6

Trish Clowes: From Shorter, Lovano and the Sphinx

Bruce Lindsay By

Sign in to view read count
There doesn't seem to be an award for the best album title of the year anywhere in the wide world of jazz, but if there was then And In The Night-Time She Is There (Basho Records) would surely be a contender for 2012. The romantic and mysterious title belongs to the second album from saxophonist/composer Trish Clowes. On one hand, it captures the life of the jazz performer, onstage in the hours of darkness, the focus of an audience's attention. Or perhaps the mysterious "She" is the music itself, emerging from the ether as the world grows dark. Either way, congratulations must go to Oscar Wilde for thinking up such a perceptive album title in the first place.

Of course, it's doubtful if Wilde ever intended his phrase, from his 1894 poem "The Sphinx," to be used as the title of an album of twenty-first century contemporary music, but Clowes is always ready to be inspired by poetry or prose. Her love of the written word comes across strongly in conversation and has directly influenced aspects of both of her albums to date. Clowes is also one of a growing number of young musicians who are curating their own events. In Clowes' case it's a mini-festival of improvised music called Emulsion, the first of which took place at London's Vortex jazz club in May, 2012.

Clowes grew up in a musical household alongside her brother Mike Clowes, who is now a professional drummer. Her career choice could have taken a very different path however. "Both our parents are very musical, although they're not professionals. My dad and I could both have done medicine or music: he chose medicine but I chose music. He's a brass player, really into orchestral music. I heard a lot of classical music growing up; plus, I had piano lessons. My mum trained as a dancer and went to art school. I got taken to lots of concerts, ballets, while I was a kid. I think with music, even if your parents aren't musical themselves they need to encourage you, take you to things. I didn't decide, when I was a kid, that I wanted to be a musician, it was just a part of what I did. I think most of the musicians I know have parents who encouraged them in some way."

Clowes' early love of music led her to the tenor saxophone, which remains her instrument of choice, and to the Royal Academy of Music, where she began her studies in 2003. As a player she's been compared to Stan Getz, Bobby Wellins and Lester Young. There is certainly a similarity with Wellins' economy of style and with the sound of Young and especially Getz, but none of these players were influential on Clowes as a young player. So who were her influences? "In a slightly chronological order, as a teenager, 16 or 17, it was definitely Wayne Shorter and Iain Ballamy. When I was at college I had problems with my neck and arms so I switched from tenor to alto for awhile and that's when I got into Lee Konitz. Warne Marsh and Joe Lovano followed, then I got into Lester Young after college. He's incredibly lyrical."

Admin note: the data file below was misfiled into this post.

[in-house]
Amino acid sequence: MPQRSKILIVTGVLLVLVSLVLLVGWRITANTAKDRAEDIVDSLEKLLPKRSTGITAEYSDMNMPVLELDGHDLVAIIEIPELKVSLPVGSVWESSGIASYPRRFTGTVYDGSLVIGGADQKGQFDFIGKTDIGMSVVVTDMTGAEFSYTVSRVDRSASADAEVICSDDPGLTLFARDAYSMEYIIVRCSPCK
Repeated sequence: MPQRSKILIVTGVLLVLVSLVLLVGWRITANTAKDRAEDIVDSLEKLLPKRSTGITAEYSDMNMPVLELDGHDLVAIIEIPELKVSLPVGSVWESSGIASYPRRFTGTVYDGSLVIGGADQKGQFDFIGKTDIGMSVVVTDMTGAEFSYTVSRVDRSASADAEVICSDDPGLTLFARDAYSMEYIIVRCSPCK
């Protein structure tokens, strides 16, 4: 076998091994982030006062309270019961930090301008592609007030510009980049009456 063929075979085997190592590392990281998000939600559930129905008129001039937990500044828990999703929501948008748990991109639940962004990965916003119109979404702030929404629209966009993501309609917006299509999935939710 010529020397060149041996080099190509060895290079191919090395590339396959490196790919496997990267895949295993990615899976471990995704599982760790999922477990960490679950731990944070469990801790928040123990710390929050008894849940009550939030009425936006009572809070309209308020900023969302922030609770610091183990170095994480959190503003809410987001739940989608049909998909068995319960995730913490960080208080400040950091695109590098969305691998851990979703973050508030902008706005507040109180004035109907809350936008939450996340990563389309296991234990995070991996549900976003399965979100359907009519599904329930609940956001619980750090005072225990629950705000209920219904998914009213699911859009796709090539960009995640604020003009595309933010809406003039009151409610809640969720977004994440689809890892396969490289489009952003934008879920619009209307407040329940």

For Clowes, three players stand out. "Iain, Wayne Shorter, Joe Lovano are very definite influences. I don't think you can hear Lee Konitz in my playing, but he's such an incredible player and the way he improvises is absolutely mind-blowing."

Tangent (Basho Records, 2010) was recorded at the Royal Academy of Music in March 2010. It was an ambitious debut for Clowes, filled with her own compositions and featuring a host of talented young players including three musicians—guitarist Chris Montague, bassist Calum Gourlay and drummer James Maddren—who form the nucleus of the group on And In The Night-Time.

Pianist Gwilym Simcock, one of the UK's most influential and respected musicians, has played a key part in the development of Clowes' albums. Initially, Clowes was managing Tangent's creation independently: "It was humble beginnings" she says, laughing. "Later, I mentioned it to Gwilym and it kind of went to a whole other level after that." Simcock was so impressed with the young saxophonist's work that he went on to produce Tangent and play on its opening track, "Prelude To A Sketch." He's also involved with And In The Night-Time, co-producing the album with engineer Curtis Schwartz and playing piano on four tunes. "He's really, really helpful. I ran a lot of the orchestral material past him and discussed the music, how to plan the recording. He gave me feedback on the mixing and mastering as well."

Tags

Watch

comments powered by Disqus

Shop for Music

Start your music shopping from All About Jazz and you'll support us in the process. Learn how.

Be A Glow Worm

Be A Glow Worm

Trish Clowes
My Iris

Live Reviews
Album Reviews
Interviews
Album Reviews
Read more articles
My Iris

My Iris

Basho Records
2017

buy
Pocket Compass

Pocket Compass

Basho Records
2014

buy
Tangent

Tangent

Basho Records
2011

buy
 

Tangent

Basho Records
2010

buy

Upcoming Shows

Date Detail Price
May2Thu
Trish Clowes
Band On The Wall
Manchester, UK
Jun6Thu
Trish Clowes Quartet – My Iris
Bonington Theatre
Nottingham, UK
£12

Related Articles

Interviews
Anoushka Shankar: Music Makes the World a Better Place
By Nenad Georgievski
April 17, 2019
Interviews
Dorothy & George Jacob: Putting Bray On The Jazz Map
By Ian Patterson
April 16, 2019
Interviews
Harold Danko: His Own Sound, His Own Time
By Jakob Baekgaard
April 8, 2019
Interviews
Nenette Evans: My Life With Bill
By Bruce Guthrie
April 5, 2019
Interviews
Aaron Rimbui: Nairobi to New York City
By Seton Hawkins
April 2, 2019
Interviews
Matt Davis: Big Family, Big Picture
By Dan Bilawsky
March 21, 2019
Interviews
Casey Benjamin: EclectRic Expressionism
By Barbara Ina Frenz
March 6, 2019